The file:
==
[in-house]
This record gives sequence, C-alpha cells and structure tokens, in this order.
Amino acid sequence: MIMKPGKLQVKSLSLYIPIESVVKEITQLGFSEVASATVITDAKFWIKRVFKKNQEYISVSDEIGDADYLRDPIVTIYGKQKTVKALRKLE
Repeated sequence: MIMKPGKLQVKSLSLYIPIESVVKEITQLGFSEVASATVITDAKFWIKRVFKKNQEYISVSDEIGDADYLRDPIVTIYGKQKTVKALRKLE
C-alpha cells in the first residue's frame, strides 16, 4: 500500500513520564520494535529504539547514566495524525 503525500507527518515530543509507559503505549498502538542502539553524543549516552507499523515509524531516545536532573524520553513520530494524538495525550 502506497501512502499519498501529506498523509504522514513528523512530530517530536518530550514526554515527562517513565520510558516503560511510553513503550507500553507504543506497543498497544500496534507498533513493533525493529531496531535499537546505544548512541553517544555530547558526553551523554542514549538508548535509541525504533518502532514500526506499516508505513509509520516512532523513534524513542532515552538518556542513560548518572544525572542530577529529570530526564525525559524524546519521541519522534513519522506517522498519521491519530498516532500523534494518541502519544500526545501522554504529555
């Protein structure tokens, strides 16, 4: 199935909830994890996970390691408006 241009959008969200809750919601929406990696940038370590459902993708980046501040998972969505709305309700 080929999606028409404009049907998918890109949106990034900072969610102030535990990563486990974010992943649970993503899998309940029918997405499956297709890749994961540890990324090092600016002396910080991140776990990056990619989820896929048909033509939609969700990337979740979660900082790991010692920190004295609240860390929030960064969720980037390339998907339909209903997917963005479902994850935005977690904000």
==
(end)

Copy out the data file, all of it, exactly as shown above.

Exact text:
[in-house]
This record gives sequence, C-alpha cells and structure tokens, in this order.
Amino acid sequence: MIMKPGKLQVKSLSLYIPIESVVKEITQLGFSEVASATVITDAKFWIKRVFKKNQEYISVSDEIGDADYLRDPIVTIYGKQKTVKALRKLE
Repeated sequence: MIMKPGKLQVKSLSLYIPIESVVKEITQLGFSEVASATVITDAKFWIKRVFKKNQEYISVSDEIGDADYLRDPIVTIYGKQKTVKALRKLE
C-alpha cells in the first residue's frame, strides 16, 4: 500500500513520564520494535529504539547514566495524525 503525500507527518515530543509507559503505549498502538542502539553524543549516552507499523515509524531516545536532573524520553513520530494524538495525550 502506497501512502499519498501529506498523509504522514513528523512530530517530536518530550514526554515527562517513565520510558516503560511510553513503550507500553507504543506497543498497544500496534507498533513493533525493529531496531535499537546505544548512541553517544555530547558526553551523554542514549538508548535509541525504533518502532514500526506499516508505513509509520516512532523513534524513542532515552538518556542513560548518572544525572542530577529529570530526564525525559524524546519521541519522534513519522506517522498519521491519530498516532500523534494518541502519544500526545501522554504529555
């Protein structure tokens, strides 16, 4: 199935909830994890996970390691408006 241009959008969200809750919601929406990696940038370590459902993708980046501040998972969505709305309700 080929999606028409404009049907998918890109949106990034900072969610102030535990990563486990974010992943649970993503899998309940029918997405499956297709890749994961540890990324090092600016002396910080991140776990990056990619989820896929048909033509939609969700990337979740979660900082790991010692920190004295609240860390929030960064969720980037390339998907339909209903997917963005479902994850935005977690904000």